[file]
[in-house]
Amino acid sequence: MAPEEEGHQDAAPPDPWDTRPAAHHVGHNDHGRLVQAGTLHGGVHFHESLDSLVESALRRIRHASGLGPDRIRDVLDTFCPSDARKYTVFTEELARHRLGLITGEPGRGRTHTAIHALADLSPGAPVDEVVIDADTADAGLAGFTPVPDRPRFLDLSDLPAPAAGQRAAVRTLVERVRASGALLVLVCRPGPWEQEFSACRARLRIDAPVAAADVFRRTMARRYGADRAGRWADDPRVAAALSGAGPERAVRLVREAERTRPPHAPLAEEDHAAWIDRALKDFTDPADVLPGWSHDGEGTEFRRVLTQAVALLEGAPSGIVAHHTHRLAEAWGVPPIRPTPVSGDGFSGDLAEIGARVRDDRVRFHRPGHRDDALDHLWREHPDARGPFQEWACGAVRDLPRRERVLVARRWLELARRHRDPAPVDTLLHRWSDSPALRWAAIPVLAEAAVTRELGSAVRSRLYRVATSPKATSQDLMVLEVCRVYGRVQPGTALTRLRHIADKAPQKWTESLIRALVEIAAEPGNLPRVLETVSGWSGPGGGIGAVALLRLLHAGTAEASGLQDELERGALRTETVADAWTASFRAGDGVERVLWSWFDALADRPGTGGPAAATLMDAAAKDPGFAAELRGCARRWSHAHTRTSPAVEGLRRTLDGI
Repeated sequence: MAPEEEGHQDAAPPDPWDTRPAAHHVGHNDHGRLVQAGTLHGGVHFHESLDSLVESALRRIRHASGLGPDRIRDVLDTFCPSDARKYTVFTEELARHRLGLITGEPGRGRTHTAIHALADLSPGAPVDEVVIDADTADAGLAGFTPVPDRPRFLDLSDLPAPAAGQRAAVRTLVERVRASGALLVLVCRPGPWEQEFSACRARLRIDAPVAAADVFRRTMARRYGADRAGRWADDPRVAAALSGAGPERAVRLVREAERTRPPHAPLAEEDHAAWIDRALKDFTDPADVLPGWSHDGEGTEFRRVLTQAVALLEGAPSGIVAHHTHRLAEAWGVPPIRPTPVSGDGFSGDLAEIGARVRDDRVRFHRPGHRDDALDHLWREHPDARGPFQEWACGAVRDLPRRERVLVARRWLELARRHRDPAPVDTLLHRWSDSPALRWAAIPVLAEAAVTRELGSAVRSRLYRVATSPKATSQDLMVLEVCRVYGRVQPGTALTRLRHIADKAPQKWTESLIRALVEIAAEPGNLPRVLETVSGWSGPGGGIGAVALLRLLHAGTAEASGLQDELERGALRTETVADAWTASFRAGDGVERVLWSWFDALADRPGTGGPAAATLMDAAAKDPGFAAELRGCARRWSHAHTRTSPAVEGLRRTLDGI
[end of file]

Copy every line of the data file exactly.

[in-house]
Amino acid sequence: MAPEEEGHQDAAPPDPWDTRPAAHHVGHNDHGRLVQAGTLHGGVHFHESLDSLVESALRRIRHASGLGPDRIRDVLDTFCPSDARKYTVFTEELARHRLGLITGEPGRGRTHTAIHALADLSPGAPVDEVVIDADTADAGLAGFTPVPDRPRFLDLSDLPAPAAGQRAAVRTLVERVRASGALLVLVCRPGPWEQEFSACRARLRIDAPVAAADVFRRTMARRYGADRAGRWADDPRVAAALSGAGPERAVRLVREAERTRPPHAPLAEEDHAAWIDRALKDFTDPADVLPGWSHDGEGTEFRRVLTQAVALLEGAPSGIVAHHTHRLAEAWGVPPIRPTPVSGDGFSGDLAEIGARVRDDRVRFHRPGHRDDALDHLWREHPDARGPFQEWACGAVRDLPRRERVLVARRWLELARRHRDPAPVDTLLHRWSDSPALRWAAIPVLAEAAVTRELGSAVRSRLYRVATSPKATSQDLMVLEVCRVYGRVQPGTALTRLRHIADKAPQKWTESLIRALVEIAAEPGNLPRVLETVSGWSGPGGGIGAVALLRLLHAGTAEASGLQDELERGALRTETVADAWTASFRAGDGVERVLWSWFDALADRPGTGGPAAATLMDAAAKDPGFAAELRGCARRWSHAHTRTSPAVEGLRRTLDGI
Repeated sequence: MAPEEEGHQDAAPPDPWDTRPAAHHVGHNDHGRLVQAGTLHGGVHFHESLDSLVESALRRIRHASGLGPDRIRDVLDTFCPSDARKYTVFTEELARHRLGLITGEPGRGRTHTAIHALADLSPGAPVDEVVIDADTADAGLAGFTPVPDRPRFLDLSDLPAPAAGQRAAVRTLVERVRASGALLVLVCRPGPWEQEFSACRARLRIDAPVAAADVFRRTMARRYGADRAGRWADDPRVAAALSGAGPERAVRLVREAERTRPPHAPLAEEDHAAWIDRALKDFTDPADVLPGWSHDGEGTEFRRVLTQAVALLEGAPSGIVAHHTHRLAEAWGVPPIRPTPVSGDGFSGDLAEIGARVRDDRVRFHRPGHRDDALDHLWREHPDARGPFQEWACGAVRDLPRRERVLVARRWLELARRHRDPAPVDTLLHRWSDSPALRWAAIPVLAEAAVTRELGSAVRSRLYRVATSPKATSQDLMVLEVCRVYGRVQPGTALTRLRHIADKAPQKWTESLIRALVEIAAEPGNLPRVLETVSGWSGPGGGIGAVALLRLLHAGTAEASGLQDELERGALRTETVADAWTASFRAGDGVERVLWSWFDALADRPGTGGPAAATLMDAAAKDPGFAAELRGCARRWSHAHTRTSPAVEGLRRTLDGI